Urban – Chicago, IL – Come between late May and early September. Things to do: free concerts at the Pritzker Pavilion Wed., Fri., and other dates (it ranges from the CSO to popular bands) you can also bring wine, beer, and a picnic; eat deep dish pizza at Giordano’s, Connies (red pepper and garlic), or Chicago’s (spinach); visit the Lincoln Park Zoo and greenhouse for free; the Art Institute just got revamped and has excellent impressionist paintings, lots of Picasso, an entirely new wing of Hindu and Buddhist sculptures, American art, and usually a good photography exhibit; if you’re more into contemporary the Museum of Contemporary Art is free on Tues. nights; fireworks at the lakefront every Sat. and… Wed. I think; don’t ever go to Navy Pier for anything other than the IMAX or the Shakespeare Theater; and eat at Cozy (thai, BYOB), Bongo Room or Orange (breakfast), Hackneys or Hopleaf (beer and pub), Signature Room (top of the Hancock, just get a drink, it’s expensive but cheaper than the obsevatory, higher up, and you get a drink), and Trattoria Caterina (italian, BYOB); Cubs games are fun (I don’t endorse the team); go to North Ave. beach if it’s hot, and if it’s nice go sailing.

  29. Mannwich says:

    On another note, can someone (maybe leftback?) please tell me why the NIKKEI keeps rallying day after day after day in the face of terrible news lately? Am I missing something there? Is this merely a sucker’s rally as well or something different?

  30. usphoenix says:

    @Mannwich: The Twin Cities once were the No 3 corporate HQ location. It got so cold all anyone could do was consume antifreeze and party. The stories I could tell you …..

    But my all time favorite recollection was a little dinky brewpub offering walleye. I hate to spill the beans, but walleye is where it’s at. Once I tipped everyone there for our meetings, that was the end of that. Try to get a table.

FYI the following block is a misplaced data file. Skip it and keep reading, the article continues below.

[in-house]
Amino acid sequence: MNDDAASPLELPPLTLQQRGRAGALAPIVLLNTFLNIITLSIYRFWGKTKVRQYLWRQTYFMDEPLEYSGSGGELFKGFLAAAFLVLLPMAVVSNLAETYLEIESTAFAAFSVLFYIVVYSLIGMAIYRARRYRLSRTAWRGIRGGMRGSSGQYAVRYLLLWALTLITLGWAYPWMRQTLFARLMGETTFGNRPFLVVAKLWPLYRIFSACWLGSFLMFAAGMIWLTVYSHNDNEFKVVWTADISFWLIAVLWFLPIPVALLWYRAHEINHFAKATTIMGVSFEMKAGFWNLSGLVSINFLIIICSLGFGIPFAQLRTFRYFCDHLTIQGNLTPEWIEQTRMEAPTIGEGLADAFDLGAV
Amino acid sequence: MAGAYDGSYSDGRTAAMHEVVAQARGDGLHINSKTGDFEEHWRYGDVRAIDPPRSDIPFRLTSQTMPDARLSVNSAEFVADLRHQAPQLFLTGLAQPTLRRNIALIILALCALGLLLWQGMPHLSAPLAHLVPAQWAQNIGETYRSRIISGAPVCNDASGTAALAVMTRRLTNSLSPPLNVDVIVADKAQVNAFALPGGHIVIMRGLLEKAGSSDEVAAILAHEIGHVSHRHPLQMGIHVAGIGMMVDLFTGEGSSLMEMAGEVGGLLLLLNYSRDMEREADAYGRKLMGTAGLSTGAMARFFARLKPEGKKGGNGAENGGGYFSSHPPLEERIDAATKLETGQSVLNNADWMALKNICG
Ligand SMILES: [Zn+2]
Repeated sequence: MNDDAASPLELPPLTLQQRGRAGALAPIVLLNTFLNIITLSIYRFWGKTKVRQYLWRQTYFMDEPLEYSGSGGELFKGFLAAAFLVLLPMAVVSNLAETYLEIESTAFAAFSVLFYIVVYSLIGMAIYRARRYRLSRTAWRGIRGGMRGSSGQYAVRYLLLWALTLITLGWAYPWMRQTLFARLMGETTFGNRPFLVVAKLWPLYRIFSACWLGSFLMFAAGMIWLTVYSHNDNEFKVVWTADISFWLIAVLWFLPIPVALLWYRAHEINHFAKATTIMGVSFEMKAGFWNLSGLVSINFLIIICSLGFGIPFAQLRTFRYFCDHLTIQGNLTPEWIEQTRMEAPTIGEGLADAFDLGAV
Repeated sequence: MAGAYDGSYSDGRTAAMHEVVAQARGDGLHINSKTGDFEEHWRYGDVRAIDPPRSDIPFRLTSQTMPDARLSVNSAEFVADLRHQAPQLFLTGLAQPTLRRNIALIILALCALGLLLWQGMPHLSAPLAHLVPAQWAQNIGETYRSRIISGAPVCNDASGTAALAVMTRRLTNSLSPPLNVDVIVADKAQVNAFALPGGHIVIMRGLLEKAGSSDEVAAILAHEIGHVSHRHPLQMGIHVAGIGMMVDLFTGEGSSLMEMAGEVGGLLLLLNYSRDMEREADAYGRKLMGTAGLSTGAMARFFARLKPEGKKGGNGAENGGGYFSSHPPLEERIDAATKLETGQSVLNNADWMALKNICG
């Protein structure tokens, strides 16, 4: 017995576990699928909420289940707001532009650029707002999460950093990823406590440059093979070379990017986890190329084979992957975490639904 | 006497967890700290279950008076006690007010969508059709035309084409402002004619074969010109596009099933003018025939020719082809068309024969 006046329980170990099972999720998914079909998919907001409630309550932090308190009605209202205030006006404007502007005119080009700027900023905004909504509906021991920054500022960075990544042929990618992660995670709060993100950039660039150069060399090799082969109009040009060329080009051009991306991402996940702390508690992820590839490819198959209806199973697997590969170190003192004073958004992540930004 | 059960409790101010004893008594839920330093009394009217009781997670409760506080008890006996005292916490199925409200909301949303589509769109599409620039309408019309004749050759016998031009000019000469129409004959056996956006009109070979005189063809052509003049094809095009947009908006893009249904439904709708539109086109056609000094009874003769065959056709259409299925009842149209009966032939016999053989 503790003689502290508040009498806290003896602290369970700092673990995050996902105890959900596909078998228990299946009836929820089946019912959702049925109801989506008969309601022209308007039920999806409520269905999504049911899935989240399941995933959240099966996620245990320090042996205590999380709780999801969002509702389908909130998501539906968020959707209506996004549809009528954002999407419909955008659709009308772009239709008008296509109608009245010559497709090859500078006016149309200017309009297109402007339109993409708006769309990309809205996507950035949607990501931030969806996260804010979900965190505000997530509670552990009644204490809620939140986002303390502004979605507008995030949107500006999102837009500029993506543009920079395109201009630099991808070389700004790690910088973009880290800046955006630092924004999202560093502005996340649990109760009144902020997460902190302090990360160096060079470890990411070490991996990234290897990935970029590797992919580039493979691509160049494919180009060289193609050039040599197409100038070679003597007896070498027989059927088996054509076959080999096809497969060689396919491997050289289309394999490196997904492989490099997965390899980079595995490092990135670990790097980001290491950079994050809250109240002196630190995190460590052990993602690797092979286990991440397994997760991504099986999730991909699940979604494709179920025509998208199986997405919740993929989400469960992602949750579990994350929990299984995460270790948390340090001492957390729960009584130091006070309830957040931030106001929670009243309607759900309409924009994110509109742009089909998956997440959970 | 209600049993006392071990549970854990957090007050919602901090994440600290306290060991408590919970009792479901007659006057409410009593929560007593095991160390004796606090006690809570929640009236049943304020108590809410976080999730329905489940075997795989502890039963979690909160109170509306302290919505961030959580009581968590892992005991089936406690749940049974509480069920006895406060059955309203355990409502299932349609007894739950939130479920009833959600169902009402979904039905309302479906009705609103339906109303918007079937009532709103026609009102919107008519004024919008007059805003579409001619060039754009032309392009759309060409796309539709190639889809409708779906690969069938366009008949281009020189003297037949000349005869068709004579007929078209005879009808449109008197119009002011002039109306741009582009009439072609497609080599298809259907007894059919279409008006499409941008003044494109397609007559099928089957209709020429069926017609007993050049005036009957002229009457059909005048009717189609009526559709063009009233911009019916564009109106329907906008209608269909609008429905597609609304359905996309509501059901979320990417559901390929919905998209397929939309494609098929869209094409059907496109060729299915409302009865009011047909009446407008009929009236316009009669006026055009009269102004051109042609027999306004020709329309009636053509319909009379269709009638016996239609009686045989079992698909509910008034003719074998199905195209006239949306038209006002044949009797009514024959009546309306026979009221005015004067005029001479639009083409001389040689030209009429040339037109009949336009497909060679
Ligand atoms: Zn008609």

If I have favorite places, sorry, I am keeping them to myself. Been there, done that. The herd shows up.

    Oh, Austin. I’m not going back there anytime soon. Tons and tons of money. The restaurant and music scene is only equaled two or three other places. And the weather ain’t too bad. But you have to like bats and loonies.

  31. Jeff,

    3 letters BOJ, they’re buying the NIKKEI so it doesn’t go out of Style..

    and, it’s looking like the ‘carry-trade’ might getting warmed-up again..

  32. and, franklin,

    much along MR’s point, see:

    “Being an historian and a bibliophile, I probably get overly impressed at the extent to which certain past and forgotten authors anticipated and even to some degree transcended subsequent better-known authors and schools of analysis. Having admitted that up front, let me ask any and all fellow progressive critics of American corporate communications a simple bibliographic question: have you ever read or even heard of onetime communications professor Herbert Schiller’s thirty-six year-old book The Mind Managers (Boston, MA: Beacon, 1973)?

    Dedicated to the notion that “the flow of information in a complex society is a source of unparalleled power,” his book was an important early effort to show how corporate thought-controllers” used “mainstream” (corporate) media and other means to conduct “a national communications pageant” (Schiller 1973, p.6) in support of “the state-capitalist [United States] economy” and its vast global and military reach. To a degree that I (perhaps naively) find surprising, his book is missing from the endnotes, indexes, and bibliographies of left media analysts. It disappeared in the bibliographical mist even as it seems to have anticipated numerous critical and important themes in a subsequent and impressive literature of left media and propaganda criticism in the U.S….”

    as an aside, if you don’t your purview of ‘free-market fundamentalism’ as a reaction to the Totally regulated ‘Economy’ of the ’70s, you, obviously, have an axe to grind..

  33. Mannwich says:

    Thanks Hoffer. Didn’t know that. Knew someone would know here.

  34. Jeff,

    seems, more accurately, for public consumption, the BOJ is buying Stock directly from Banks

    and buying JGBs, see this expert doublespeak: “While the BoJ increases its outright purchases of long-term JGBs, the BoJ would effectively be able to supply funds that help create jobs. Of course the BoJ, by nature, rejects the notion that it is financing fiscal policy,” he said.

    Indeed, on March 19, Bank of Japan Governor Masaaki Shirakawa said purchases of JGBs are not intended to fund government fiscal stimulus, but aimed at moving bond yields.

    Morita said that going forward, the Bank of Japan might improve its assessment of the economy, “though the possibility might be remote at this stage.” ”

    weaker Yen, now ~100.9/U$D

  35. Trainwreck says:

    How about D.C., and specifically to the U.S. Congress. And what I mean is that domed (doomed?) capital building where they have hearings where overpaid plutocrats pontificate about how well they are serving the American people.